First of all, I am writing this post from the perspective of a cisgendered woman, so I am referring to wearing clothing that either does not belong to me, or was purchased contrary to the manufacturer’s instructions. Off-label usage, if it were. Ignoring the most very basic rules of traditional fashion with wild abandon.
Mostly, I am talking about stealing Boyfriend’s clothing. He doesn’t mind a pair of socks here and there, or the odd t-shirt for sleeping. But this is about the peculiar style that comes about from wearing his clothing out and about.
The other weekend, for our closing show, I had not had time to do laundry and all my warm clothing was dirty. I had a t-shirt, some jeans, my boots, but no sweater. So I grabbed a sweater from the pile of oversized sweaters that even Boyfriend finds a bit too “relaxed” a fit for him. Needless to say, I was comfortable and warm, which was the main point. I was going to be running around, inside and out, gathering props and costumes after the show. I threw it on with a pair of jeans tucked into my riding boots, and didn’t give it a second thought.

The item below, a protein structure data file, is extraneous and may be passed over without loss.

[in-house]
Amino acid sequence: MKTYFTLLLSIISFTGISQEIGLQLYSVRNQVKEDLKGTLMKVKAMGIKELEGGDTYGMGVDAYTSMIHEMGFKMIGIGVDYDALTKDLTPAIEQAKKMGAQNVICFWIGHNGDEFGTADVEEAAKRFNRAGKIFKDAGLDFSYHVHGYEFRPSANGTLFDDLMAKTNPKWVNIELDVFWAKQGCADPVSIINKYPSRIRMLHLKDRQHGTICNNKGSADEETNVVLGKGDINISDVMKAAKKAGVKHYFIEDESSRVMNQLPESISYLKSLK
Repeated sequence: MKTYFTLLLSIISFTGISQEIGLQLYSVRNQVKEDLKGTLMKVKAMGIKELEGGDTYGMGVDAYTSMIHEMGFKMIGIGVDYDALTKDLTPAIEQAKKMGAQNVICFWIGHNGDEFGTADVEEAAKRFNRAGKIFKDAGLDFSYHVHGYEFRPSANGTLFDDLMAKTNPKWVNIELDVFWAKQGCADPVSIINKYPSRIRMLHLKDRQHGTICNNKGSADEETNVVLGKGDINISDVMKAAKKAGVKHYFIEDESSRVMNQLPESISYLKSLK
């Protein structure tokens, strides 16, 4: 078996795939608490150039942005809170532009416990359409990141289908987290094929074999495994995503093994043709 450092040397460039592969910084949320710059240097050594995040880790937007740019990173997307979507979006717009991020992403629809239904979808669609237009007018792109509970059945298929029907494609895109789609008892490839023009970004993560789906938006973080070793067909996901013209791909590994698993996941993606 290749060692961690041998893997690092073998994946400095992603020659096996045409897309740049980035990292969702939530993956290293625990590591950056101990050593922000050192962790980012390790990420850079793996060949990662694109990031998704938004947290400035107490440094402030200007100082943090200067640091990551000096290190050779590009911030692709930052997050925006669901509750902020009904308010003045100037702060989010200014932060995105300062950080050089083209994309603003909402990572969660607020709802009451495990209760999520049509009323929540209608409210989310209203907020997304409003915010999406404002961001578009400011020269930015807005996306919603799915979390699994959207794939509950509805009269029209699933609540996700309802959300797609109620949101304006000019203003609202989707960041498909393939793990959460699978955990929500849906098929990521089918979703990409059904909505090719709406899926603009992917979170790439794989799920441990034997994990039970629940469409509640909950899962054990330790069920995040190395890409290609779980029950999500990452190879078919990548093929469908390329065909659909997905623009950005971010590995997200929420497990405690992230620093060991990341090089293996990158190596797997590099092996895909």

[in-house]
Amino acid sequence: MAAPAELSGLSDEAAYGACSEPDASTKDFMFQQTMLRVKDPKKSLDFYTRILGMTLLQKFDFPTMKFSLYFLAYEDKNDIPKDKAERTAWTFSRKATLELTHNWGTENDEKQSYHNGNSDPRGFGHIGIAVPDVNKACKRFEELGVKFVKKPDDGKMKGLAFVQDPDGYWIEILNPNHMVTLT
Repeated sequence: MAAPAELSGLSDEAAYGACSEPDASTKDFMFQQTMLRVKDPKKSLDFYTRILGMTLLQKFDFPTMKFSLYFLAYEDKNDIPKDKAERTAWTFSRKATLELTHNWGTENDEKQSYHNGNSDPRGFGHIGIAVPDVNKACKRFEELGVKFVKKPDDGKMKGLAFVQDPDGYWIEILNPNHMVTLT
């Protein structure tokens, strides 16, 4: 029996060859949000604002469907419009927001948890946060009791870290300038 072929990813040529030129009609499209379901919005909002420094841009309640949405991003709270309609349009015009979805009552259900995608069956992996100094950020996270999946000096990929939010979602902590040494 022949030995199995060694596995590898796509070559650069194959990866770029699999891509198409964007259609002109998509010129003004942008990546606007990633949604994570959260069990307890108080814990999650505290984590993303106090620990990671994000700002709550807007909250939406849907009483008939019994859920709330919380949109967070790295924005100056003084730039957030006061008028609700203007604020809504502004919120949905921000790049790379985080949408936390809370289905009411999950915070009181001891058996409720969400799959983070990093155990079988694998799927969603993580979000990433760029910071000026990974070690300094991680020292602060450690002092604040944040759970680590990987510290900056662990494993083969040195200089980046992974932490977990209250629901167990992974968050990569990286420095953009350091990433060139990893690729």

Then, after the show, a friend of mine commented how stylish I looked and how much she liked my outfit. “Oh, this old thing?” I got to ask, cooly, although I did not cop to wearing a stolen sweater. And it got me thinking.
I had just come off the final performance of a fantastic run, where I played the star, and generally got to have my way around the stage for two weekends. I was at the top of my game, and plump with confidence. I think that is what made my baggy sweater and jeans look like something worn with style and flair, rather than just another sad girl wearing an oversized sweater because she can’t be bothered to keep all her stylish clothes clean.
Perhaps that’s true of all clothing; that what is required to look stylish is to simply look like you belong in whatever clothing you happened to put on. But I think there may be something deeper. There’s something particularly stylish about a woman who can particularly choose something that may not have been designed to be flattering to her body, but she chooses to wear anyway for comfort, not as a statement. It’s almost the opposite of the “normcore” trend, where you try to look intentionally awkward. Instead, I wear clothing without consciousness, and that’s when I tend to look at my best.